Thumbs Up: The most comfortable compact I’ve ever driven
Thumbs Down: Even in Sport mode, the car isn’t sporty
Buy This Car If: you want a premium alternative to the Toyota Prius
Hybrid buyers are a fickle bunch. Toyota seems to sell all the Prius models they can build, yet luxury hybrids like Lexus’ HS 250h sit on dealer lots month after month. When Lexus announced that they were launching the CT 200h in the U.S. market, I’ll admit to scratching my head. If Lexus couldn’t sell the HS 250h, I wondered, what made them think they could move the CT 200h in substantial volumes?
Maybe it’s functionality or maybe it’s price point. Maybe it’s some mysterious karma that the Prius radiates, since the CT 200h is based on sister-company Toyota’s best-selling hybrid. Whatever the reason, the CT 200h is a success, and Lexus appears to have no problem in selling the uber-luxury compact hybrid. After a week behind the wheel of one, I can see how easy it is to surrender to the car’s charms.
Beauty may only be skin deep, but I’ll say this: Lexus is probably selling a fair number of CT 200hs on looks alone. It’s a very good looking car, and the proportions are best described as “just right”. The front end is typical Lexus, but with an aggressively chiseled, particularly sporty fascia. The hood carries lines that flow from the fascia and tie the car’s appearance back to the IS250. The sporty theme is continued with a steeply raked windshield, blacked-out B pillars and roof spoiler. From the side, a character line starts at the bottom of the front fenders and sweeps upward across the doors before blending in with the rear wheel arch. Out back, the chiseled appearance continues, with the rear fascia incorporating what looks to be a diffuser beneath the rear bumper. Even the asymmetrical, multi-spoke 17 inch wheels are distinctive and give the car a certain attitude not normally associated with hybrids. The CT 200h may be about saving the planet, but it certainly looks like a hot hatch from the outside.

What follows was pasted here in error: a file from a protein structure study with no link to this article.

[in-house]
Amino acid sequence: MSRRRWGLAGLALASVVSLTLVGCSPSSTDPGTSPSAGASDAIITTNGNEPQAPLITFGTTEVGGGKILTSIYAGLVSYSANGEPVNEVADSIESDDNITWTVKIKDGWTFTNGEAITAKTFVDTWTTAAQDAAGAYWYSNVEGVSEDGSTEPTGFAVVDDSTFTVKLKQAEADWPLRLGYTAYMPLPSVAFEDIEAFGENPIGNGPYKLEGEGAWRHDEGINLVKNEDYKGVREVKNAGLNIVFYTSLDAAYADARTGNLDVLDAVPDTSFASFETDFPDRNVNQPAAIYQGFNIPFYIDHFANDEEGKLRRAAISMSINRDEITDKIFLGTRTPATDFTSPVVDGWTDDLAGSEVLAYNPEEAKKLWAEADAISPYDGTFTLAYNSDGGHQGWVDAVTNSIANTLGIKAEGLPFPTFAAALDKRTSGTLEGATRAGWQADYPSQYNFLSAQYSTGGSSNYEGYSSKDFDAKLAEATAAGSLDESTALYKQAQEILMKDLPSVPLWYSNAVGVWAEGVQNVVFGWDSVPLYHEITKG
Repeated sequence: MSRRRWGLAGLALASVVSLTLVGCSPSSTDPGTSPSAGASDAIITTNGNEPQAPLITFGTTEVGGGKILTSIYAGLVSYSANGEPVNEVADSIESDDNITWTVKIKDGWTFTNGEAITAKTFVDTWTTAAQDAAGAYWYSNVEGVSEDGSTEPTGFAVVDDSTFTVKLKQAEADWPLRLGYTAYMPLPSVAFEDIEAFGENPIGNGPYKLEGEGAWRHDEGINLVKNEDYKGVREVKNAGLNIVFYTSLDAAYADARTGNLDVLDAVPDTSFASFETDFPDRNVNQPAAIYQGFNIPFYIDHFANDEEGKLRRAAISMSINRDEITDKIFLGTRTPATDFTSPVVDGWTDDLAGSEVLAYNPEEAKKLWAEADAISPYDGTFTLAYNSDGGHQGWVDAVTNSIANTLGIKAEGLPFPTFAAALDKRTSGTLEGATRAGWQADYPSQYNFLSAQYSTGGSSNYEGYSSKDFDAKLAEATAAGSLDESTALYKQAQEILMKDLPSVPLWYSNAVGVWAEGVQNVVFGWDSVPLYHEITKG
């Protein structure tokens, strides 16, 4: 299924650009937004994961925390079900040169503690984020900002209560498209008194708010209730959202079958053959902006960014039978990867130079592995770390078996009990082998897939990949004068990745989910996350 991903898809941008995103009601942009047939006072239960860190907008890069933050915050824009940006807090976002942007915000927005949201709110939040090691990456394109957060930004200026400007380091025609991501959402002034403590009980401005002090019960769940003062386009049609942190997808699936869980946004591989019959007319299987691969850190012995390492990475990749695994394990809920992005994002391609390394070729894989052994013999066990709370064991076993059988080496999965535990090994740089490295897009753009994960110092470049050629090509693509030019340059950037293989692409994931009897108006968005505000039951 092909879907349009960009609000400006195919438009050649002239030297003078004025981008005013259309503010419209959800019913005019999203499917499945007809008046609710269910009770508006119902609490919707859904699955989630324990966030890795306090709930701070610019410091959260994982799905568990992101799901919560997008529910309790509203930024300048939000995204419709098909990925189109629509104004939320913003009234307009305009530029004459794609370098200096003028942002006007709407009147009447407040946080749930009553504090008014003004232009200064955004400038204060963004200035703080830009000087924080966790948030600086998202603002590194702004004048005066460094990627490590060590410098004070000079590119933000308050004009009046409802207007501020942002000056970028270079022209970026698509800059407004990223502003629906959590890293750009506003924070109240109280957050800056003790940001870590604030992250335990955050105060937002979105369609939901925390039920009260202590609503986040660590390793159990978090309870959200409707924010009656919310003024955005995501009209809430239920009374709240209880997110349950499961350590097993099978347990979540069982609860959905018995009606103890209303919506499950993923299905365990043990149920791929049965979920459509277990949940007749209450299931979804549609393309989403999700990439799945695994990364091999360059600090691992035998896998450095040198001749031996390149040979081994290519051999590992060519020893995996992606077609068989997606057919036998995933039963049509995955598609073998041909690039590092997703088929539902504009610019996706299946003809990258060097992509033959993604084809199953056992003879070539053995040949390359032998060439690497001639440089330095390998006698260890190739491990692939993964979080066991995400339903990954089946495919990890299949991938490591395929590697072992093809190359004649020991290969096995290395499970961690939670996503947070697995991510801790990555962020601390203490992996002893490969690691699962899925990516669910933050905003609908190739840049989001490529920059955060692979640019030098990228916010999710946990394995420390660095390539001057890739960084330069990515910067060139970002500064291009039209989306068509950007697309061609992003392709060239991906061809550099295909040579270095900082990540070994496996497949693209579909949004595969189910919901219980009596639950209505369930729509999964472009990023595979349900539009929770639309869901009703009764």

Climb inside the CT 200h, and you’ll find yourself looking for reasons to spend time in the car. That’s not to say the hybrid is a driver’s car, but it’s a testament to how inviting the interior is. The front seats are best described as “obscenely comfortable”, and are wrapped in rich white leather with deep side and hip bolstering. They’re not cooled, but they are perforated for better ventilation, and both driver and passenger get dial-adjustable seat heaters. The driver is treated to an inflatable lumbar support cushion that can be raised or lowered for maximum comfort. The front seat passenger goes without, but the seats are comfortable enough that they probably won’t even notice.
The rear seats are nearly as comfortable for two adults shorter than six foot. The CT 200h is a small car with a sweeping roofline, and the price to pay for styling is compromised rear-seat headroom. There’s not a lot of legroom in the rear either, so you really need to examine the rear seat if you routinely haul three or more friends around. Take a look at the lower seat cushion as well; it’s short, which means that rear seat passengers will be fighting over the shotgun seat on long road trips.
Like all hatchbacks, the CT 200h can be configured to accommodate a wide variety of cargo. With the rear seats up, trunk space is surprisingly generous, and a retractable cargo cover keeps your valuables out of sight. The rear seats fold nearly flat, giving you a decent amount of cargo room for hauling your stuff from place to place. The CT 200h is dog-friendly, too, unless your taste in canines runs to giant breeds like Great Danes.
The dash is typical Lexus fare, which is to say that materials, fit and finish and even ease of operation are best-in-class. Navigation, infotainment, system and climate settings can be adjusted via Lexus’ Remote Touch input system, which operates much like a joystick controller. If you prefer to set cabin temps or radio stations the old fashioned way, fear not: the center console features redundant controls for the climate and audio systems. What you won’t find inside the CT 200h is the kind of traditional luxury that buyers associate with Lexus’ larger offerings. There isn’t a scrap of wood used inside the hybrid hatchback, but I say that’s a good thing. The CT 200h is aimed at a younger demographic, one for which burl walnut isn’t a selling feature and therefore doesn’t need to be tacked onto the price.